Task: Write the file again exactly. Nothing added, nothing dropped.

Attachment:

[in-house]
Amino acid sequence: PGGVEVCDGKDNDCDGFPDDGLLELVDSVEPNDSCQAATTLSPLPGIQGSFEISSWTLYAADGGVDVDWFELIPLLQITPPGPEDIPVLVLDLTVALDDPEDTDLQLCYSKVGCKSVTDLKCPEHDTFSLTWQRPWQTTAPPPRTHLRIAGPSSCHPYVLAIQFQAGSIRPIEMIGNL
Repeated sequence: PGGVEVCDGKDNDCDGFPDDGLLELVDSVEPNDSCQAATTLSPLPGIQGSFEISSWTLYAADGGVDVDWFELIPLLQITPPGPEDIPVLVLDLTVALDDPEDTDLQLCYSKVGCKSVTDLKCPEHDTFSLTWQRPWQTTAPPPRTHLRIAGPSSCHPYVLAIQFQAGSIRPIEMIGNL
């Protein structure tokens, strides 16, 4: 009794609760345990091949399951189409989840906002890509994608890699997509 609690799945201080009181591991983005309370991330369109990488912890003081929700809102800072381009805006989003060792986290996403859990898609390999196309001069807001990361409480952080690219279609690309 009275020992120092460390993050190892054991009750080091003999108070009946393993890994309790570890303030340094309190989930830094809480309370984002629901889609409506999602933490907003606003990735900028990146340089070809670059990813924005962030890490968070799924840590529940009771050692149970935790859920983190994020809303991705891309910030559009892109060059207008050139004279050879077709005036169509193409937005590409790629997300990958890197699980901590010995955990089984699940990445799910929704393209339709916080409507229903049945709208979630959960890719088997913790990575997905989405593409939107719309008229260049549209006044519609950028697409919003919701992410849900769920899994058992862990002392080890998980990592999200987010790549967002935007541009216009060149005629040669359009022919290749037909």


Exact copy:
[in-house]
Amino acid sequence: PGGVEVCDGKDNDCDGFPDDGLLELVDSVEPNDSCQAATTLSPLPGIQGSFEISSWTLYAADGGVDVDWFELIPLLQITPPGPEDIPVLVLDLTVALDDPEDTDLQLCYSKVGCKSVTDLKCPEHDTFSLTWQRPWQTTAPPPRTHLRIAGPSSCHPYVLAIQFQAGSIRPIEMIGNL
Repeated sequence: PGGVEVCDGKDNDCDGFPDDGLLELVDSVEPNDSCQAATTLSPLPGIQGSFEISSWTLYAADGGVDVDWFELIPLLQITPPGPEDIPVLVLDLTVALDDPEDTDLQLCYSKVGCKSVTDLKCPEHDTFSLTWQRPWQTTAPPPRTHLRIAGPSSCHPYVLAIQFQAGSIRPIEMIGNL
């Protein structure tokens, strides 16, 4: 009794609760345990091949399951189409989840906002890509994608890699997509 609690799945201080009181591991983005309370991330369109990488912890003081929700809102800072381009805006989003060792986290996403859990898609390999196309001069807001990361409480952080690219279609690309 009275020992120092460390993050190892054991009750080091003999108070009946393993890994309790570890303030340094309190989930830094809480309370984002629901889609409506999602933490907003606003990735900028990146340089070809670059990813924005962030890490968070799924840590529940009771050692149970935790859920983190994020809303991705891309910030559009892109060059207008050139004279050879077709005036169509193409937005590409790629997300990958890197699980901590010995955990089984699940990445799910929704393209339709916080409507229903049945709208979630959960890719088997913790990575997905989405593409939107719309008229260049549209006044519609950028697409919003919701992410849900769920899994058992862990002392080890998980990592999200987010790549967002935007541009216009060149005629040669359009022919290749037909």